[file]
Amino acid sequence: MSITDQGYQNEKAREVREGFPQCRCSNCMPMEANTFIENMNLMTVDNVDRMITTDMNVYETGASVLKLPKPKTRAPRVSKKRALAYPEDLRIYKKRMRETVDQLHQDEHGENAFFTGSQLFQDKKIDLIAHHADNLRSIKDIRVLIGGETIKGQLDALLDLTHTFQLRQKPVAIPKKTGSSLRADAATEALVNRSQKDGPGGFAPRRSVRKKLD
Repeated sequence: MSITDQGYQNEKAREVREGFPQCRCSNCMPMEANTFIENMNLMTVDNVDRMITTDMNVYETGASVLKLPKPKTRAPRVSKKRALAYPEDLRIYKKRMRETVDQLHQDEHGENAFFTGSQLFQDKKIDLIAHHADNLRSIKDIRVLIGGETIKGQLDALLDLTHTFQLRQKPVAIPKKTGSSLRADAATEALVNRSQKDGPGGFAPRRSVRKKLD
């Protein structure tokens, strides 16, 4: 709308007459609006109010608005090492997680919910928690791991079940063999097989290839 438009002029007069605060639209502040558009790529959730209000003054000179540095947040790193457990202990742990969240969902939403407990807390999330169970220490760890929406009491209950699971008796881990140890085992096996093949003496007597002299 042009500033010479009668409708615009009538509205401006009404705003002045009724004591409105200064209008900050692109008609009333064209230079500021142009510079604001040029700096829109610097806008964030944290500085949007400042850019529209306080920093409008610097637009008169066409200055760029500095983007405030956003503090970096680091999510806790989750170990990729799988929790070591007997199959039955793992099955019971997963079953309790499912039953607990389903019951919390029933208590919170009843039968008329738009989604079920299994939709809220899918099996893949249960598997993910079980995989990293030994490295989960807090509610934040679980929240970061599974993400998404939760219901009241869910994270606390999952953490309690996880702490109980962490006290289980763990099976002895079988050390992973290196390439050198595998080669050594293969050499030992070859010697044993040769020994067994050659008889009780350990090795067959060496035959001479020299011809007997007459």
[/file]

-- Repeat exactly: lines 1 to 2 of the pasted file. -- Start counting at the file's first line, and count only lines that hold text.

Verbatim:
Amino acid sequence: MSITDQGYQNEKAREVREGFPQCRCSNCMPMEANTFIENMNLMTVDNVDRMITTDMNVYETGASVLKLPKPKTRAPRVSKKRALAYPEDLRIYKKRMRETVDQLHQDEHGENAFFTGSQLFQDKKIDLIAHHADNLRSIKDIRVLIGGETIKGQLDALLDLTHTFQLRQKPVAIPKKTGSSLRADAATEALVNRSQKDGPGGFAPRRSVRKKLD
Repeated sequence: MSITDQGYQNEKAREVREGFPQCRCSNCMPMEANTFIENMNLMTVDNVDRMITTDMNVYETGASVLKLPKPKTRAPRVSKKRALAYPEDLRIYKKRMRETVDQLHQDEHGENAFFTGSQLFQDKKIDLIAHHADNLRSIKDIRVLIGGETIKGQLDALLDLTHTFQLRQKPVAIPKKTGSSLRADAATEALVNRSQKDGPGGFAPRRSVRKKLD